Services meet the specific regional needs or employers and communities

  5. Success is smooth

    Transition educational services in a smooth and efficient manner.

Our desired outcomes

How successful we are will be measured by how well we meet the expectations of our Charter. Te Pūkenga is grounded in nine outcomes that reflect our Charter:

  1. Give effect to Te Tiriti o Waitangi in all that we do.
  2. Provide exceptional learning experiences and equitable outcomes for Māori.
  3. Be learner centred. Recognise the diverse and unique needs of all learners, with a focus on the unmet needs of Māori, Pacific and disabled learners, and staff, to empower diversity, belonging, and wellbeing.
  4. Partner with employers to deliver relevant work-integrated education that meets skills needs.
  5. Be responsive and empowering to staff and learners.
  6. Become a connected and future focussed education provider driven by innovation, collaboration, research, data driven decision-making and teaching excellence.
  7. Delivering regional flexibility and nationally consistent outcomes. Create-barrier free access, mobility across, and clear pathways within the network for learners.
  8. Become a sustainable network of provision creating social, economic, environmental and cultural wellbeing.
  9. Focus on efficient and cost-effective delivery across the network.

About the reform

The Reform of Vocational Education (RoVE) is the most significant set of changes for the tertiary education sector in more than 25 years.

The reforms encompass seven key changes designed to create a strong, unified, sustainable vocational education system that is fit for the future of work, and that delivers the skills that learners, employers and communities need to thrive.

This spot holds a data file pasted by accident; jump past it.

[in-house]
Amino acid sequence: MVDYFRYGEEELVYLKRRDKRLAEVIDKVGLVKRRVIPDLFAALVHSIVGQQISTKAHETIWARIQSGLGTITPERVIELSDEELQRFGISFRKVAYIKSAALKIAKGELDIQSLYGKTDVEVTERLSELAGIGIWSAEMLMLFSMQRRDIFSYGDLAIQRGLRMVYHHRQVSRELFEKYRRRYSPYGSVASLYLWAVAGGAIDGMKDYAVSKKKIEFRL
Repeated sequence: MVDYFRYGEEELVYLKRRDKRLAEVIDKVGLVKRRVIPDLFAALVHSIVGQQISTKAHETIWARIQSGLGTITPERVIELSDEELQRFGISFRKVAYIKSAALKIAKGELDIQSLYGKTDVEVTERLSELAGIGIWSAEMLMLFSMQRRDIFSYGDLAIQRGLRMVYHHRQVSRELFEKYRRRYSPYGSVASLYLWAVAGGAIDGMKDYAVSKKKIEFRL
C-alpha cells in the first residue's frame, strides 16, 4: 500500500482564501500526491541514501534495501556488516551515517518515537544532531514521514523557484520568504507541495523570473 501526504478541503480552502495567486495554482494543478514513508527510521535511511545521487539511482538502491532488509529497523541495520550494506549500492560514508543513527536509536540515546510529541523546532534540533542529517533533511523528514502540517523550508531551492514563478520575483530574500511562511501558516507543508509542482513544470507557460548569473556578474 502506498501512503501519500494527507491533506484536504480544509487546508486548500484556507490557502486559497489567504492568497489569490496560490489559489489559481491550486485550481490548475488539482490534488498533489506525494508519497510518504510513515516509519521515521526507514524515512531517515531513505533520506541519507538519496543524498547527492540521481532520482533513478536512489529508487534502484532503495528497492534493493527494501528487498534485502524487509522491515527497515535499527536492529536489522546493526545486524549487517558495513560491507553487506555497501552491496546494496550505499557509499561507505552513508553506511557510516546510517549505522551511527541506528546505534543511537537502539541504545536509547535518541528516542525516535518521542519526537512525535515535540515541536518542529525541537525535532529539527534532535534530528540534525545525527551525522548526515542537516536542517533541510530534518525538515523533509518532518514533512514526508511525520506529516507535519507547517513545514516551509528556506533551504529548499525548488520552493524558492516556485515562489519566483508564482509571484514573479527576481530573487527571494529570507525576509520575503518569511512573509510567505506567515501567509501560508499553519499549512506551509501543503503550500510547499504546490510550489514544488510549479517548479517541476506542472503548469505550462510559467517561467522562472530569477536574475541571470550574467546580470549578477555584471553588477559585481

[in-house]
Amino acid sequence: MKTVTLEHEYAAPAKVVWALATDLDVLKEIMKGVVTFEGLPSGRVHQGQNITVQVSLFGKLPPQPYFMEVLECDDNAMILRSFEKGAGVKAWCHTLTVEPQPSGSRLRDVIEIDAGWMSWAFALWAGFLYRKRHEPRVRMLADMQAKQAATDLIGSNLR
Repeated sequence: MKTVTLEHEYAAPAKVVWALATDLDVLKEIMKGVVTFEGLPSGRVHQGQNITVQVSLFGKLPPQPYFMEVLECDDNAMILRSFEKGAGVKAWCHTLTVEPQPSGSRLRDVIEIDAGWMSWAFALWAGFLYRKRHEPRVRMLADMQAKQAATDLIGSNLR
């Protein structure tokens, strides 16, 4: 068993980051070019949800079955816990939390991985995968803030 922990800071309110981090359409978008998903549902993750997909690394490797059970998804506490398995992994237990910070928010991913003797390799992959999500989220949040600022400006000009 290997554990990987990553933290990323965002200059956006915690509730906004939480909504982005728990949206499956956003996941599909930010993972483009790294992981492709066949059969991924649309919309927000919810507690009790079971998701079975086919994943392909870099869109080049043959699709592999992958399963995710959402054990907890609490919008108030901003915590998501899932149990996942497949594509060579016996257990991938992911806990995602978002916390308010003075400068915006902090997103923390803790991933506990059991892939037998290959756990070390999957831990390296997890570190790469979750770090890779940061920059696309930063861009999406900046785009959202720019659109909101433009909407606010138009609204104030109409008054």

1. Create Workforce Development Councils to give industry greater leadership across vocational education.
  2. Establish Regional Skills Leadership Groups to provide advice about the skills needs of their regions to the Tertiary Education Commission (TEC), workforce development councils, and local vocational education providers.
  3. Establish Te Taumata Aronui , a group to help develop the tertiary education system, including the RoVE programme, so that it better supports the aspirations, and reflects the needs, of Māori learners, communities and employers.
  4. Create a unified, sustainable, public network of regionally accessible vocational education and training, with a working name of the New Zealand Institute of Skills and Technology. 
  5. Shift the role of supporting workplace learning from Industry Training Organisations to providers , to ultimately achieve seamless integration between the two and to ensure industry needs are met.
  6. Establish Centres of Vocational Excellence to grow excellent vocational education provision and share high-quality curriculum and programme design across the system.
  7. Unify the vocational education funding system , applying it to all providers and work-integrated education and industry training.